The government on Thursday said that the first batch of Covid-19 vaccines will arrive in the country in the first week of March and it will be given in order of priority.
Top on the list of those who will be vaccinated are healthcare workers, teachers, vulnerable persons, security personnel as well as employees of hospitality companies such as hotels.
“Cabinet ratified the distribution framework for the vaccines; with first priority being given to health care workers, frontline workers including security personnel and teachers, vulnerable persons and groups and hospitality sector workers,” a statement from State House read in part.
The statement, however, did not reveal the details of the type of vaccines or the quantity of the doses that will arrive next month.
There are fears that those with deep pockets might jump the queue leaving millions of other Kenyans vulnerable, even as the government insists that this will be done under strict regulations.
“The government will see if some of the market buyers will be given authorisation, but they will be under close watch,” said Dr Willis Akhwale, the chair of the Covid-19 vaccine advisory taskforce.
Mr Akhwale, added that the country was fully prepared to inoculate its citizens against the virus.
“Immediately the vaccines arrive, we are ready to start vaccination. The infrastructure that was set up to handle immunization against measles, yellow fever, and whooping cough gives us a head start in Covid-19 vaccination,” he said.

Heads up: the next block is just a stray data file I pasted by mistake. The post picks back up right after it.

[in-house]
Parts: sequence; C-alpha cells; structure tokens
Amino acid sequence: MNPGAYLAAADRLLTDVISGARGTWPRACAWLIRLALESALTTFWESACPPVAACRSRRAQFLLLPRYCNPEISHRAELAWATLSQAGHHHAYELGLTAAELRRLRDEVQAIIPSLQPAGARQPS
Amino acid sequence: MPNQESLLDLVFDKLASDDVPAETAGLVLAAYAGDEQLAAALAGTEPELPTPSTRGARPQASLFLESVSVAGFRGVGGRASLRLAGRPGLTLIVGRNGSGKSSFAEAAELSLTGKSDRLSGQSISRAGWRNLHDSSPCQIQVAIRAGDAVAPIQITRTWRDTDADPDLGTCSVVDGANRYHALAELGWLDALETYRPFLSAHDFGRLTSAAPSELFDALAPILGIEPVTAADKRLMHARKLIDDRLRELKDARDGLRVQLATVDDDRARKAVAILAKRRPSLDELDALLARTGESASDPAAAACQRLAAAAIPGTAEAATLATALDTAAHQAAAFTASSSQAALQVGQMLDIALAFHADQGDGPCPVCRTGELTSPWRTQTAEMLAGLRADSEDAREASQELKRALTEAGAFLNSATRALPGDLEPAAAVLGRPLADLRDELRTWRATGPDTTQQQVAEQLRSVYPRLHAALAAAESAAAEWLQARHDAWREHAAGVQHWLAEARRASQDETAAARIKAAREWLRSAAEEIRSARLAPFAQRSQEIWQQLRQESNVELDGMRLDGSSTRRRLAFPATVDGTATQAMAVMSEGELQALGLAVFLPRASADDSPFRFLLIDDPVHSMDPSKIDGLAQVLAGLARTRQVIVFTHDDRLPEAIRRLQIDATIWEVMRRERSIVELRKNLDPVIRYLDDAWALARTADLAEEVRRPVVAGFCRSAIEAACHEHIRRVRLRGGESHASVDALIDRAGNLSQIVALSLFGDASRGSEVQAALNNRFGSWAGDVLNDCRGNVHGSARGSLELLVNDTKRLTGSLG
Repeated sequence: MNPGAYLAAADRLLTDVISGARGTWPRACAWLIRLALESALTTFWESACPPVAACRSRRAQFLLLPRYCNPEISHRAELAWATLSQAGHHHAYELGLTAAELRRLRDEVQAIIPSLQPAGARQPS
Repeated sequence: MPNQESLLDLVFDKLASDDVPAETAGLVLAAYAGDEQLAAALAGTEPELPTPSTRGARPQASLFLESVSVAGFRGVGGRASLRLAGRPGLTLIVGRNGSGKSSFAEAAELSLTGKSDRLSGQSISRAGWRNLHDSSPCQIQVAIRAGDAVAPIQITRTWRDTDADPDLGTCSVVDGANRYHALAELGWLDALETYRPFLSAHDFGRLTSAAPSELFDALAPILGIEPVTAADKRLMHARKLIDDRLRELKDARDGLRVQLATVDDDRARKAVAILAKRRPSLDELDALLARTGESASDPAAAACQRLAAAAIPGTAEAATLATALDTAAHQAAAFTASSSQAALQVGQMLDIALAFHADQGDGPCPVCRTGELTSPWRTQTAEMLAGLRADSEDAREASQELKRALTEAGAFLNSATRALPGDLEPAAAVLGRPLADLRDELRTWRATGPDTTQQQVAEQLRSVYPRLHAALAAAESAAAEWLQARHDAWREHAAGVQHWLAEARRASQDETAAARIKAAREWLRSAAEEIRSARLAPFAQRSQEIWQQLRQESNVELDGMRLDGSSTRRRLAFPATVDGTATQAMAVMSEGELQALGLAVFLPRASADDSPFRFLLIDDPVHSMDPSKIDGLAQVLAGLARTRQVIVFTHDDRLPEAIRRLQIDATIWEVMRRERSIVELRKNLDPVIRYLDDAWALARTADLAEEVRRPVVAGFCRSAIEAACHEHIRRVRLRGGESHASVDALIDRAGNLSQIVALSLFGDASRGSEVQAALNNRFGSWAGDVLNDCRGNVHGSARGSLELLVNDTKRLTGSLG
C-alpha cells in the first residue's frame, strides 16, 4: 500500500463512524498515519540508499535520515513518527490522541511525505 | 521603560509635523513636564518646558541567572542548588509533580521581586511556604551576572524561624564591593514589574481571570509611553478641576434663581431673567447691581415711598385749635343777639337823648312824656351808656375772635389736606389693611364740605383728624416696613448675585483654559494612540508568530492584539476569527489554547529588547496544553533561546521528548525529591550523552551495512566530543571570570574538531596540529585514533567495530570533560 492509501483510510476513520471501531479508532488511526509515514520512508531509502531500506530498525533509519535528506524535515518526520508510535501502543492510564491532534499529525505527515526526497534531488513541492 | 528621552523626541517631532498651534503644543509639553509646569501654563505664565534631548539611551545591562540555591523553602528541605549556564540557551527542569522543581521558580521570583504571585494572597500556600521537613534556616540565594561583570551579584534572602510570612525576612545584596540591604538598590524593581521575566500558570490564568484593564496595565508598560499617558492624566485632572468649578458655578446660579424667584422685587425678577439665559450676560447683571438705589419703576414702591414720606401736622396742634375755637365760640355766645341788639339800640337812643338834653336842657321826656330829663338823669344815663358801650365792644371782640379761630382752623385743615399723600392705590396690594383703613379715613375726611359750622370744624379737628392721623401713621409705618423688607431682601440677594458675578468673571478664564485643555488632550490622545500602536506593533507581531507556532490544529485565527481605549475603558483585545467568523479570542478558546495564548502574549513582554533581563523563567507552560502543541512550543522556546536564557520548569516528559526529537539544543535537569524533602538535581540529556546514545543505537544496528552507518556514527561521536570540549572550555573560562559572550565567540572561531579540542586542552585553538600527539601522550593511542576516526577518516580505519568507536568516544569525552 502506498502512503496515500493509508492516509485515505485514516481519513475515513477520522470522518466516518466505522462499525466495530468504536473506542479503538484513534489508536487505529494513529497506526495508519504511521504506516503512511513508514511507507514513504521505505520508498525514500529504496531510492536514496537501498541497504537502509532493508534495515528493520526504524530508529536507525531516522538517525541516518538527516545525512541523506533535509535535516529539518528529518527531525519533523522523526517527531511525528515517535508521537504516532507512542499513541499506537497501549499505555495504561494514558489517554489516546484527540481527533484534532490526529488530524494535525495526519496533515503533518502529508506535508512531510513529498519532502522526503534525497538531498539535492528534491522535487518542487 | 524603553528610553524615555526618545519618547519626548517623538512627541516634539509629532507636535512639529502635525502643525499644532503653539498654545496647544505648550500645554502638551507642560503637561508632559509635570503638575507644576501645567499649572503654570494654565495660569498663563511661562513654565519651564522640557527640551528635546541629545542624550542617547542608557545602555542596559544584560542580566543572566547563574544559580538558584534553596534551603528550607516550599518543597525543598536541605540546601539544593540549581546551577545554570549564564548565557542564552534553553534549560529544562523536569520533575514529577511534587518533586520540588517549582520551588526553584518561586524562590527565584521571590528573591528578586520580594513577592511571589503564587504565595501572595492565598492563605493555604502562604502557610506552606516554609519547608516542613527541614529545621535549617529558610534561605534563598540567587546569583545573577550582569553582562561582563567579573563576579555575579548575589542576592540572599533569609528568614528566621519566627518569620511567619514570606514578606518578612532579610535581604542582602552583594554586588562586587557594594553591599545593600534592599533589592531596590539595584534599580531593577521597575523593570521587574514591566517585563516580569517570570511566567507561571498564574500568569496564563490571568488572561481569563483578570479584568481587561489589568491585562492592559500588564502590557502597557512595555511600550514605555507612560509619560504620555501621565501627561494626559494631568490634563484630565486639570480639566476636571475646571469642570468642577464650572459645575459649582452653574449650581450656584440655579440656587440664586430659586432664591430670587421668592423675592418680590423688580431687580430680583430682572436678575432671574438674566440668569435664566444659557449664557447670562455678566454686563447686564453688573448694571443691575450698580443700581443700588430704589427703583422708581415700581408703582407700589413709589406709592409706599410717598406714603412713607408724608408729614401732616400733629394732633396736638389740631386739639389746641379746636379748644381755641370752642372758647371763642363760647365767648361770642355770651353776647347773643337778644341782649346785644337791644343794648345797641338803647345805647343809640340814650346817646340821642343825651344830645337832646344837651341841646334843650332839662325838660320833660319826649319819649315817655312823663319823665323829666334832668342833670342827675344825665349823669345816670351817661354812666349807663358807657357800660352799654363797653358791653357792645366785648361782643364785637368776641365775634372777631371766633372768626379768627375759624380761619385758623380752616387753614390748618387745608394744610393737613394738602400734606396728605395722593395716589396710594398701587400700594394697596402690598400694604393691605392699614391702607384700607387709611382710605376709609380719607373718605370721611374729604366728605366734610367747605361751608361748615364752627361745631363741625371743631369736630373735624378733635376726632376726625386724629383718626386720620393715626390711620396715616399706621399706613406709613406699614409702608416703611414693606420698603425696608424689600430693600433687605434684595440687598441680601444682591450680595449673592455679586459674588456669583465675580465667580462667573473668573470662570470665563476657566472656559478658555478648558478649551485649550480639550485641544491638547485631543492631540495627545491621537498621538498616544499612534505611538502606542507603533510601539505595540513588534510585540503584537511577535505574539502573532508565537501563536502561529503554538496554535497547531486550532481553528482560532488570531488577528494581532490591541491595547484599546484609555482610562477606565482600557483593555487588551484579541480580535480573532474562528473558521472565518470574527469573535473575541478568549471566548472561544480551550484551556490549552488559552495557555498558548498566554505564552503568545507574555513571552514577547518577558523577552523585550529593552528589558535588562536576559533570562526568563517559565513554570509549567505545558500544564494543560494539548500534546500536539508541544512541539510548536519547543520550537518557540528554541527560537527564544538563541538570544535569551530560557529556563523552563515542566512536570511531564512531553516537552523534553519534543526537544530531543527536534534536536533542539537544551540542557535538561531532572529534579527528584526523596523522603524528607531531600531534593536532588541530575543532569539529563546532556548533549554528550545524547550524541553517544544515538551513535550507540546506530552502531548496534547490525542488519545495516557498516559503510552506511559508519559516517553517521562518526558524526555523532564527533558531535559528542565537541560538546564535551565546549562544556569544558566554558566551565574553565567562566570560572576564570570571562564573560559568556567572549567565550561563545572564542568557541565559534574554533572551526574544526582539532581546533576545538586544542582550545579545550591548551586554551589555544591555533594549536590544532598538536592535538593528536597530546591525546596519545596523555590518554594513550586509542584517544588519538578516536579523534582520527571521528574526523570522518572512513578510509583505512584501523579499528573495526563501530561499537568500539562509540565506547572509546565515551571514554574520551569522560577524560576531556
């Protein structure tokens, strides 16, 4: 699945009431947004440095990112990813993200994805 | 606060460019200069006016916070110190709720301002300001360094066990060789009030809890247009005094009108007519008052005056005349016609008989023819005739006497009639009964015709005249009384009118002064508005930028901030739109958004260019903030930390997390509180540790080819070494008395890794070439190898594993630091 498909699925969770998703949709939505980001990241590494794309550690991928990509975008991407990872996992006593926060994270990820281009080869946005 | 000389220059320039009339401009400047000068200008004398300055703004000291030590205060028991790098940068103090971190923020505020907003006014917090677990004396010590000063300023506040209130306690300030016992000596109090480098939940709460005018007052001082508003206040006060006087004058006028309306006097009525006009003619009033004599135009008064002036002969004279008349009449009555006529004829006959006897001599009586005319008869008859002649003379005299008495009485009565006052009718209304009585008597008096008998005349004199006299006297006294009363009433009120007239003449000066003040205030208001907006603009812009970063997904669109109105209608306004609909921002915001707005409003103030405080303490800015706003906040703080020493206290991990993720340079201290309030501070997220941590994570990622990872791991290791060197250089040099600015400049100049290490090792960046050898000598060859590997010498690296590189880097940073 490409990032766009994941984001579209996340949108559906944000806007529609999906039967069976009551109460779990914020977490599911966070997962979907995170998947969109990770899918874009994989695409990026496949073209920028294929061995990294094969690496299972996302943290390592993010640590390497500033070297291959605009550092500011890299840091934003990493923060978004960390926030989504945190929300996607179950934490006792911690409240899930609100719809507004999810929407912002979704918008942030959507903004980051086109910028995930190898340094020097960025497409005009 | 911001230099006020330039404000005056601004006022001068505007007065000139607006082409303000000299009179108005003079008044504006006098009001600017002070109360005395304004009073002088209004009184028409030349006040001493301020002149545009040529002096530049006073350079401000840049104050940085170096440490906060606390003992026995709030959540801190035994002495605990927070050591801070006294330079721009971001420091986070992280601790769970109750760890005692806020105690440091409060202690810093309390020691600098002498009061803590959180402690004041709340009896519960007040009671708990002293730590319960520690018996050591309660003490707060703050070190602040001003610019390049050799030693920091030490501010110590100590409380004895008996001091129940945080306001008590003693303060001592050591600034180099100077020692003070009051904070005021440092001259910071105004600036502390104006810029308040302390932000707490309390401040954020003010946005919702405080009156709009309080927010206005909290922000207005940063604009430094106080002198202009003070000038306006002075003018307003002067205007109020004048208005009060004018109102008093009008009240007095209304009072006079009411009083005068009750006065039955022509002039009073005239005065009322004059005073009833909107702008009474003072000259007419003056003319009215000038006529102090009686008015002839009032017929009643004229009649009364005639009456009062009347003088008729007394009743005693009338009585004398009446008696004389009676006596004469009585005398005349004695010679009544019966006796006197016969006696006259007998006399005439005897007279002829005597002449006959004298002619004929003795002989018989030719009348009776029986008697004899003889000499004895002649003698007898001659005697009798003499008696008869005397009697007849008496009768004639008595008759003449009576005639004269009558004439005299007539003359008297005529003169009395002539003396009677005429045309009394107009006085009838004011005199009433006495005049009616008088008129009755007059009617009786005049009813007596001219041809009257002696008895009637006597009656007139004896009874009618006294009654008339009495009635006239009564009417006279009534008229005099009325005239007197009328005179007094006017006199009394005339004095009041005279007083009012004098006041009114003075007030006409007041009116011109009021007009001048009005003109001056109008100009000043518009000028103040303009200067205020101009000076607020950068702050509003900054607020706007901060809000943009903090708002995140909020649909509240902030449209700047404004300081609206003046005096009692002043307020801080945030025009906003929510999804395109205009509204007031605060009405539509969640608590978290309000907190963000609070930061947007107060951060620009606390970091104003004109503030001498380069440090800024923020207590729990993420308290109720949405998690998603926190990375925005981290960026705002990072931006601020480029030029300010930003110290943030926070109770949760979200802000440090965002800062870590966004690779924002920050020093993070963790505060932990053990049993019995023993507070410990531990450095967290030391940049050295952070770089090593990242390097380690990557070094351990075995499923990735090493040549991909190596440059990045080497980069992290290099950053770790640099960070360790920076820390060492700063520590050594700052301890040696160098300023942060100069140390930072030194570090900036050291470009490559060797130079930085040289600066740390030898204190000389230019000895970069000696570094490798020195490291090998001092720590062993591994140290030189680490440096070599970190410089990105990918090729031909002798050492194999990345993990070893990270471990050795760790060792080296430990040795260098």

Dr Akhwale said that about 20 percent of the Kenyan population will be inoculated when the first batch of vaccines arrive in the country.
In January, the health ministry said that it was seeking an extra 11 million doses of Covid-19 vaccines, on top of 24 million already ordered that it planned to source from major pharmaceutical manufacturers like Pfizer and Johnson & Johnson.
It said then that the extra doses will be acquired through the African Union’s disease control and prevention body.
As of February 25, Kenya had recorded a total of 1,847 deaths from Covid-19 and 105,057 confirmed cases.
Only a few nations in Africa have begun administering vaccines and the country plans to offer the Covid-19 vaccine shots free of charge to its citizens.
The country is racing to vaccinate 1.25 million in phase one of the campaign by June.
The second phase would involve 9.7 million people, comprising those above 50 years and those above 18 with underlying medical conditions between July and next June.